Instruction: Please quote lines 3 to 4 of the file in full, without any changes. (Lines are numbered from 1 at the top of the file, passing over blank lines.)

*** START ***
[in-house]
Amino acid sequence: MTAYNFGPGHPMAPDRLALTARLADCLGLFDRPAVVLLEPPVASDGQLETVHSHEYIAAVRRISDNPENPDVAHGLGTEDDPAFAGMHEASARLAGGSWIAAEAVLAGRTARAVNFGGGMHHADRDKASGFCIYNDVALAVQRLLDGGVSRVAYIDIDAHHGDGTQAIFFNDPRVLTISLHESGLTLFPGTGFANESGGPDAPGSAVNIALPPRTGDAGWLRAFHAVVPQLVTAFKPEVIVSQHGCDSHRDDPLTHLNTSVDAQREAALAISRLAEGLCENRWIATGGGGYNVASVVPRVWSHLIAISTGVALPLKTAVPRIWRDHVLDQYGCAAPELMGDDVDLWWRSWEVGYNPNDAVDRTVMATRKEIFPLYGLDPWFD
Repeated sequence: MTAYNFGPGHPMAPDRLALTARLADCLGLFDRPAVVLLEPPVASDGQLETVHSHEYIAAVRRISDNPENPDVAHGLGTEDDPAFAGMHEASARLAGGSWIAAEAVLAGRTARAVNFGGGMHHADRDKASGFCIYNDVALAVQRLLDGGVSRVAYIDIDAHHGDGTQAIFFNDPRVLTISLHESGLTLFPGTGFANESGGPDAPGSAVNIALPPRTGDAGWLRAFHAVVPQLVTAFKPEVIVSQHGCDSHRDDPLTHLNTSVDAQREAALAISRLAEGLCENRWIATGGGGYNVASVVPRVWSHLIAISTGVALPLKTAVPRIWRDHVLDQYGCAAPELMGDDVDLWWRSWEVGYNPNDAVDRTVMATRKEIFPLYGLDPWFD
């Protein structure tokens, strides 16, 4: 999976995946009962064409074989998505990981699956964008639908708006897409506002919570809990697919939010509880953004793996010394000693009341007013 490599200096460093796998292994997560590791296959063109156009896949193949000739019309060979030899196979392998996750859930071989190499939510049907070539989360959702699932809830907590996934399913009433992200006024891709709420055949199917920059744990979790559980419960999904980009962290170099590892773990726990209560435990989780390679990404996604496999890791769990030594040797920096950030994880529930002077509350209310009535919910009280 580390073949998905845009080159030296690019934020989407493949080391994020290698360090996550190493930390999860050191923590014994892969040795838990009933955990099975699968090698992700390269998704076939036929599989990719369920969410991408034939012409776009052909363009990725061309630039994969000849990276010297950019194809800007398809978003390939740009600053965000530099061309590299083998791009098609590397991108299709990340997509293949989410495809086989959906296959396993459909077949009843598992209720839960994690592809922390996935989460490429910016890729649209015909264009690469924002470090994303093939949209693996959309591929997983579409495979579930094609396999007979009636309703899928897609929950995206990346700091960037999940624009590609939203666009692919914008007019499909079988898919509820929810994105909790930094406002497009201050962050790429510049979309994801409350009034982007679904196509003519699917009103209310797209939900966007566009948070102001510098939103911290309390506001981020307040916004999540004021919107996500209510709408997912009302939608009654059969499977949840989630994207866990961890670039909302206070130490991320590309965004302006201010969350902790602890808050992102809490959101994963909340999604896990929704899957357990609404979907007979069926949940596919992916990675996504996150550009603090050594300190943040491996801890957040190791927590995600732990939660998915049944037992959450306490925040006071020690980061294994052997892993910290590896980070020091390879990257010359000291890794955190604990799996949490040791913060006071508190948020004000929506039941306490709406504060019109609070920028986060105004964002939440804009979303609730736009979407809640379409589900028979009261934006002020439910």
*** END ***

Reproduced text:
Repeated sequence: MTAYNFGPGHPMAPDRLALTARLADCLGLFDRPAVVLLEPPVASDGQLETVHSHEYIAAVRRISDNPENPDVAHGLGTEDDPAFAGMHEASARLAGGSWIAAEAVLAGRTARAVNFGGGMHHADRDKASGFCIYNDVALAVQRLLDGGVSRVAYIDIDAHHGDGTQAIFFNDPRVLTISLHESGLTLFPGTGFANESGGPDAPGSAVNIALPPRTGDAGWLRAFHAVVPQLVTAFKPEVIVSQHGCDSHRDDPLTHLNTSVDAQREAALAISRLAEGLCENRWIATGGGGYNVASVVPRVWSHLIAISTGVALPLKTAVPRIWRDHVLDQYGCAAPELMGDDVDLWWRSWEVGYNPNDAVDRTVMATRKEIFPLYGLDPWFD
């Protein structure tokens, strides 16, 4: 999976995946009962064409074989998505990981699956964008639908708006897409506002919570809990697919939010509880953004793996010394000693009341007013 490599200096460093796998292994997560590791296959063109156009896949193949000739019309060979030899196979392998996750859930071989190499939510049907070539989360959702699932809830907590996934399913009433992200006024891709709420055949199917920059744990979790559980419960999904980009962290170099590892773990726990209560435990989780390679990404996604496999890791769990030594040797920096950030994880529930002077509350209310009535919910009280 580390073949998905845009080159030296690019934020989407493949080391994020290698360090996550190493930390999860050191923590014994892969040795838990009933955990099975699968090698992700390269998704076939036929599989990719369920969410991408034939012409776009052909363009990725061309630039994969000849990276010297950019194809800007398809978003390939740009600053965000530099061309590299083998791009098609590397991108299709990340997509293949989410495809086989959906296959396993459909077949009843598992209720839960994690592809922390996935989460490429910016890729649209015909264009690469924002470090994303093939949209693996959309591929997983579409495979579930094609396999007979009636309703899928897609929950995206990346700091960037999940624009590609939203666009692919914008007019499909079988898919509820929810994105909790930094406002497009201050962050790429510049979309994801409350009034982007679904196509003519699917009103209310797209939900966007566009948070102001510098939103911290309390506001981020307040916004999540004021919107996500209510709408997912009302939608009654059969499977949840989630994207866990961890670039909302206070130490991320590309965004302006201010969350902790602890808050992102809490959101994963909340999604896990929704899957357990609404979907007979069926949940596919992916990675996504996150550009603090050594300190943040491996801890957040190791927590995600732990939660998915049944037992959450306490925040006071020690980061294994052997892993910290590896980070020091390879990257010359000291890794955190604990799996949490040791913060006071508190948020004000929506039941306490709406504060019109609070920028986060105004964002939440804009979303609730736009979407809640379409589900028979009261934006002020439910």